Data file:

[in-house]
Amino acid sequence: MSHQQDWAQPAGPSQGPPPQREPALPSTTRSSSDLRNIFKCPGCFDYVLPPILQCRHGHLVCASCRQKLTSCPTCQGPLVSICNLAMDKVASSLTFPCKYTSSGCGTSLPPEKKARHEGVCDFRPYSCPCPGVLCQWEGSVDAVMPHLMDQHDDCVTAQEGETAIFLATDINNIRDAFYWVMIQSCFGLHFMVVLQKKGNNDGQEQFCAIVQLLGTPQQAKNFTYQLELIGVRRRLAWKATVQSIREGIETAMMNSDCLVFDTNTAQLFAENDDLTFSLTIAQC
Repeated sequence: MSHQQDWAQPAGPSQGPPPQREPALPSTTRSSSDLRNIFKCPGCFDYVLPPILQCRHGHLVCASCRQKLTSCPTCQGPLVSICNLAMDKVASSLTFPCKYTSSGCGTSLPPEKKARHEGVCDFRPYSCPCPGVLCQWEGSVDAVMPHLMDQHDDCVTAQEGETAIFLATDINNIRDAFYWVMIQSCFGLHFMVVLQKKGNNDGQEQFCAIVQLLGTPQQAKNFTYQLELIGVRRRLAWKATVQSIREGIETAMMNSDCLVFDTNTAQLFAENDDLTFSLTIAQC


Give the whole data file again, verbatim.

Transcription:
[in-house]
Amino acid sequence: MSHQQDWAQPAGPSQGPPPQREPALPSTTRSSSDLRNIFKCPGCFDYVLPPILQCRHGHLVCASCRQKLTSCPTCQGPLVSICNLAMDKVASSLTFPCKYTSSGCGTSLPPEKKARHEGVCDFRPYSCPCPGVLCQWEGSVDAVMPHLMDQHDDCVTAQEGETAIFLATDINNIRDAFYWVMIQSCFGLHFMVVLQKKGNNDGQEQFCAIVQLLGTPQQAKNFTYQLELIGVRRRLAWKATVQSIREGIETAMMNSDCLVFDTNTAQLFAENDDLTFSLTIAQC
Repeated sequence: MSHQQDWAQPAGPSQGPPPQREPALPSTTRSSSDLRNIFKCPGCFDYVLPPILQCRHGHLVCASCRQKLTSCPTCQGPLVSICNLAMDKVASSLTFPCKYTSSGCGTSLPPEKKARHEGVCDFRPYSCPCPGVLCQWEGSVDAVMPHLMDQHDDCVTAQEGETAIFLATDINNIRDAFYWVMIQSCFGLHFMVVLQKKGNNDGQEQFCAIVQLLGTPQQAKNFTYQLELIGVRRRLAWKATVQSIREGIETAMMNSDCLVFDTNTAQLFAENDDLTFSLTIAQC